And that is exactly what iZettle wants to prevent.
But that is easier said than done when a company grows like a wildfire.
As a high-performing tech professional, it’s useful to constantly fine-tune your ability to add value.
For example, you might ask yourself at work:
What is the one thing we can change in our product, service or in the way we work together that can bring more value to our customers or the team?
This philosophy of looking for things that can add value can also be used for your personal and professional development.
To give you some inspiration, here are some of the real life small changes and habits that our team members at Crisp have made that have added tremendous value to our personal and work lives.Continue reading
You have probably read about “at scale” implementations, activity based offices, globally distributed teams, SAFe, Agile transformations and outsourcing. Beware. Danger can be lurking beneath the surface of these popular phenomena.
During my ongoing search to find new and improved ways to grow more human centric, high performing workplaces I was introduced to Sociocracy and Holacracy in 2012. I was immediately intrigued by the underlying principles and fundaments, especially with sociocracy and have been experimenting ever since. With the recent emergence of Sociocracy 3.0 I’ve turned my attention towards learning about and experimenting with it’s modular, optional framework of principles based patterns, with fantastic results.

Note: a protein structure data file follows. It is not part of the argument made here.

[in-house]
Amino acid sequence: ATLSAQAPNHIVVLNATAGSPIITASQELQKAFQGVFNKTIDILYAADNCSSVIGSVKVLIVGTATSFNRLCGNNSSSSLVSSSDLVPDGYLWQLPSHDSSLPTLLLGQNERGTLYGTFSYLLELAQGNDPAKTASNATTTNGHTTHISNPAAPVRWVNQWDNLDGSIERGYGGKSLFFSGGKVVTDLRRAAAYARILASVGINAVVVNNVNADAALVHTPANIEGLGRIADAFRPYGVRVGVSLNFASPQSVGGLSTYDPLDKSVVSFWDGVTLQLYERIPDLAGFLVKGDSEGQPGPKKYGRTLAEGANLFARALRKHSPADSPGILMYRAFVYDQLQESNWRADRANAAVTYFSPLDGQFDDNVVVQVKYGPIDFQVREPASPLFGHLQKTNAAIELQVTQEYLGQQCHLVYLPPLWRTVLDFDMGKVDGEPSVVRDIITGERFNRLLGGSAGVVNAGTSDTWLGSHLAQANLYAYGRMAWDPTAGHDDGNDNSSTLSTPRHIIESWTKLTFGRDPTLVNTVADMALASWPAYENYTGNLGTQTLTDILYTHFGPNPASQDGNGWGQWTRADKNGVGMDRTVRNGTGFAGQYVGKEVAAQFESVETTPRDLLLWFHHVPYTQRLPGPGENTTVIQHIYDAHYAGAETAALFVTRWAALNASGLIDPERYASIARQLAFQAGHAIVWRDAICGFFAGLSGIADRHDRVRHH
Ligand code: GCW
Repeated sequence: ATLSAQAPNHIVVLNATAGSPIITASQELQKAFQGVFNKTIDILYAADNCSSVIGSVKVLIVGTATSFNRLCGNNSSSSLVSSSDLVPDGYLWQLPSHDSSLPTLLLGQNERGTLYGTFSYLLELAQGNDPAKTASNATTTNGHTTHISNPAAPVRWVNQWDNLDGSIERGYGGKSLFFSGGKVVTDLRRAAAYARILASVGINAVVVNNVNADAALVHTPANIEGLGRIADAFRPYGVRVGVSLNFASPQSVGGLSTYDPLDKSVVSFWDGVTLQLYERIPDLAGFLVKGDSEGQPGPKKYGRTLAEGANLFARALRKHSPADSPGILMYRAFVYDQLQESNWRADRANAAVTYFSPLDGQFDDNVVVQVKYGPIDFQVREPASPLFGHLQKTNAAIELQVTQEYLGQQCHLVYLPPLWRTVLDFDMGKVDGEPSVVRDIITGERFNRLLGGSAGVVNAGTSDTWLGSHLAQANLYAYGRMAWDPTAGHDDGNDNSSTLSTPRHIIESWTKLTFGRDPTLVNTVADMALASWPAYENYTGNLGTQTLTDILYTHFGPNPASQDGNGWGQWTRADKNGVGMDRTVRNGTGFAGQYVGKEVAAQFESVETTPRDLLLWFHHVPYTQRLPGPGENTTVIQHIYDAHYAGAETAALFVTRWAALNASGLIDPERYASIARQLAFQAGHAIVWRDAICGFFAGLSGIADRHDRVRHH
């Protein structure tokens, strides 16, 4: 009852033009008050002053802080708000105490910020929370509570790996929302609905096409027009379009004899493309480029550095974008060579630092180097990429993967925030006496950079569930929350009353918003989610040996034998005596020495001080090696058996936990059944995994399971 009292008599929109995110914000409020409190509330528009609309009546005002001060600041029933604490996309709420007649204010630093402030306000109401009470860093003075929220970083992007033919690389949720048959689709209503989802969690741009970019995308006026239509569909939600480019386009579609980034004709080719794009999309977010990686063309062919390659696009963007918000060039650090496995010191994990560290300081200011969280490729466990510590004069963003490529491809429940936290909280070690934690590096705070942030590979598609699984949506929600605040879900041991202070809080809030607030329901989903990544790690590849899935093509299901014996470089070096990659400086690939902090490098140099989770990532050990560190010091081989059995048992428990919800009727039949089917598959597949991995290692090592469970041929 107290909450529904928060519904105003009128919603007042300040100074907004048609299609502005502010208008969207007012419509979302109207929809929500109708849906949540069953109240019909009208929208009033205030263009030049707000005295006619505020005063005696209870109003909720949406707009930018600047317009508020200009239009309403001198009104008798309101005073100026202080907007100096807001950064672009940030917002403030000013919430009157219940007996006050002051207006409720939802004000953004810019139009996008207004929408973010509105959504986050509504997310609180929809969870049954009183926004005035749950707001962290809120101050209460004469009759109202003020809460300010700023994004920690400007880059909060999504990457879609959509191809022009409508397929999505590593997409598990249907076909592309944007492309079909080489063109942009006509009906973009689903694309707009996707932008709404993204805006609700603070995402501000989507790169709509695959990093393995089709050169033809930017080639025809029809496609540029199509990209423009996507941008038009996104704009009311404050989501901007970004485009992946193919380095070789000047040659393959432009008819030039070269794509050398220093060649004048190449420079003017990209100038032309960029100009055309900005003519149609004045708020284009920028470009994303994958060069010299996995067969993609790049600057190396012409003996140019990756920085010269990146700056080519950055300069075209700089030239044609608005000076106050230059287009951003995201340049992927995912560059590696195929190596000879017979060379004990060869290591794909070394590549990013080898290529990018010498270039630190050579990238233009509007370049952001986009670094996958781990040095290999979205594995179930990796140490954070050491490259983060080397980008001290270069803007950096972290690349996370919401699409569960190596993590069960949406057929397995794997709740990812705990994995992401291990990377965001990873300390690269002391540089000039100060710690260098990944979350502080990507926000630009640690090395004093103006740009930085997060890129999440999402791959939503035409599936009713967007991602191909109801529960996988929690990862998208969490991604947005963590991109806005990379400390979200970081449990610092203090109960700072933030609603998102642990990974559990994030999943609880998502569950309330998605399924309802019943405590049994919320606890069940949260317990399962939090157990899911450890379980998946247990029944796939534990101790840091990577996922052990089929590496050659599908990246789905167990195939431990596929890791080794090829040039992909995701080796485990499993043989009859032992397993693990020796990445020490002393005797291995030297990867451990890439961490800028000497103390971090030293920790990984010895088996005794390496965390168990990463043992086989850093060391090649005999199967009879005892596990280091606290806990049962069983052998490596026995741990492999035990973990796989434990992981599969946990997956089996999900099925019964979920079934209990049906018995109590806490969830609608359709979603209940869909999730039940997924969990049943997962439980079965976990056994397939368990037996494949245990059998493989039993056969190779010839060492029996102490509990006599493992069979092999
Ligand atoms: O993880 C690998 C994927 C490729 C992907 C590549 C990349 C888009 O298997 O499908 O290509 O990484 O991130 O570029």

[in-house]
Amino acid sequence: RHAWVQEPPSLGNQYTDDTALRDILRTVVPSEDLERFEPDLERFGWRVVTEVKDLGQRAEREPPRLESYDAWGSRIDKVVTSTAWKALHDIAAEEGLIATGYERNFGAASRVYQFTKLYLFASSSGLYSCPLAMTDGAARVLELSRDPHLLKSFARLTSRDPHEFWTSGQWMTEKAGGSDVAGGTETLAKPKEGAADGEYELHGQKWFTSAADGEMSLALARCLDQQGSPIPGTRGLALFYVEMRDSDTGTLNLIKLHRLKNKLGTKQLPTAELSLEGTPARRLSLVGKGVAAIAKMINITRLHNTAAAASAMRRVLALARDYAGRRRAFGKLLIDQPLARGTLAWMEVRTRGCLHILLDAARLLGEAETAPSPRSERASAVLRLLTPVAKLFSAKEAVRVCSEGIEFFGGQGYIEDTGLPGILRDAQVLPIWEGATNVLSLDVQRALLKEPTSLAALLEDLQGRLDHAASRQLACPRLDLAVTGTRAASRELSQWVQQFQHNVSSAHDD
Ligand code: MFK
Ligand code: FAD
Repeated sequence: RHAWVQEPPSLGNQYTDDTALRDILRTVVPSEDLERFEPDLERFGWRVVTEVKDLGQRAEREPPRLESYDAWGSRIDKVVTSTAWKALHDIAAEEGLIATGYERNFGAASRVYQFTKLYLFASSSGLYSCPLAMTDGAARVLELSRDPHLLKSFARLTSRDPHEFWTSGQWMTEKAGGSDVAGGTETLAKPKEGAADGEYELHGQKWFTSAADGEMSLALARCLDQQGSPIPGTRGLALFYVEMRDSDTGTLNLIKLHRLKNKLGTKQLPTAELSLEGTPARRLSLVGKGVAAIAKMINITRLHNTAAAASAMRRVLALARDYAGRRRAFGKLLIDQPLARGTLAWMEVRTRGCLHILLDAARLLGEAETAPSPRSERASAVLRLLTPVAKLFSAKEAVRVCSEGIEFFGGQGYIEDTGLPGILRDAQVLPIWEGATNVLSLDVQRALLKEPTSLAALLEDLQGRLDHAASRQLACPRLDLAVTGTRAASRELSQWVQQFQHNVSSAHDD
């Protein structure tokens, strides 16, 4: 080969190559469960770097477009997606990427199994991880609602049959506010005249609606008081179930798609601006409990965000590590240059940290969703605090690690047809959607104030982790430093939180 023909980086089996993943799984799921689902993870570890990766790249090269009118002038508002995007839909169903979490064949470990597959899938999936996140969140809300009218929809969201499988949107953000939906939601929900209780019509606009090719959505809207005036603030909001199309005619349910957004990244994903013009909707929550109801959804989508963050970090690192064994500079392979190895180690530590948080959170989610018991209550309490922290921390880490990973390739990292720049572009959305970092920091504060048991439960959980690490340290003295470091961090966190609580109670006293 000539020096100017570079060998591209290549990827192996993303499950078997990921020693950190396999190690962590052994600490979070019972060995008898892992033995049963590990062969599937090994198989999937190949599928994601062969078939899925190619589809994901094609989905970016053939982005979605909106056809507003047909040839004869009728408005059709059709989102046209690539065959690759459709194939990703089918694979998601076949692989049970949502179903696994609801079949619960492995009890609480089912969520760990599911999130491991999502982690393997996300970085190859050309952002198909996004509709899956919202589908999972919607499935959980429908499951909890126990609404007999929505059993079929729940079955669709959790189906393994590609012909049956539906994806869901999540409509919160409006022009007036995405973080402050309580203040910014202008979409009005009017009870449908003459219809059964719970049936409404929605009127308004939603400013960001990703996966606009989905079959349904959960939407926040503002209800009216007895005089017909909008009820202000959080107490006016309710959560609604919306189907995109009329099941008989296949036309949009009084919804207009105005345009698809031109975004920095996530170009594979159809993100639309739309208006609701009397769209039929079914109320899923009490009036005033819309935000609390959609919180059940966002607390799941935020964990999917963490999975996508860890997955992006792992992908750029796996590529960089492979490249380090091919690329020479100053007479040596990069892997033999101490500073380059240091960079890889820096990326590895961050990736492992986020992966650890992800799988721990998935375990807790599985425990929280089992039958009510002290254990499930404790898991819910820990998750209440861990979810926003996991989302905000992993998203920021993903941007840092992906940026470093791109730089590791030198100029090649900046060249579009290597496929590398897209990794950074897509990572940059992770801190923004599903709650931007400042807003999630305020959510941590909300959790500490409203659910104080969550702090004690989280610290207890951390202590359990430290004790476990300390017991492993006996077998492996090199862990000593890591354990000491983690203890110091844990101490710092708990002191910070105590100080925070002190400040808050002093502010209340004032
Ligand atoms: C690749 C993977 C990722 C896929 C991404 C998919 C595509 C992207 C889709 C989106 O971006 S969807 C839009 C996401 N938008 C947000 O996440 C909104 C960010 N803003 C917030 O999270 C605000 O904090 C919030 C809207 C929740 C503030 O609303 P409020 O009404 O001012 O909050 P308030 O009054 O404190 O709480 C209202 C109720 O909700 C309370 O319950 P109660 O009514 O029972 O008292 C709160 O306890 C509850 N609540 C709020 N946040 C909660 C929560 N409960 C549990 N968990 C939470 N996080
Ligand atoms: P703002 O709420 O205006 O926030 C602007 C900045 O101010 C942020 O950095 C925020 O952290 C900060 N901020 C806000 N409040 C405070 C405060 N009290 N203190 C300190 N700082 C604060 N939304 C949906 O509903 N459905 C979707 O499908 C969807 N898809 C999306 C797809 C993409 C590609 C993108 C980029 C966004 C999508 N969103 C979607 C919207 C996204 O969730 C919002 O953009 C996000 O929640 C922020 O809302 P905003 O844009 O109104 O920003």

S3 is a free and open, principles based framework of patterns for people wishing to collaborate more effectively and benefit from agile principles at scale, regardless of their chosen approach to product development and service delivery. It provides a rich variety of compatible options to choose from and adapt, according to unique context and needs, building on sociocratic practices and integrating principles from Agile / Lean to dynamically steer and evolve organization.
Are you also sensing something is wrong with today´s organisations? If you have been working with Agile or Lean for a while you typically notice that the early wins and benefits on a smaller scale will very soon hit it´s limits. Maybe you have been struggling with getting expected results from your Agile and Lean transformation initiative. Or you feel it is going painfully slow. In this blog I am going to put some light on what is wrong and what to do about it. My intention for you is to better understand the friction we are sensing in today’s organisations and what is getting in the way from creating truly Agile Organisations.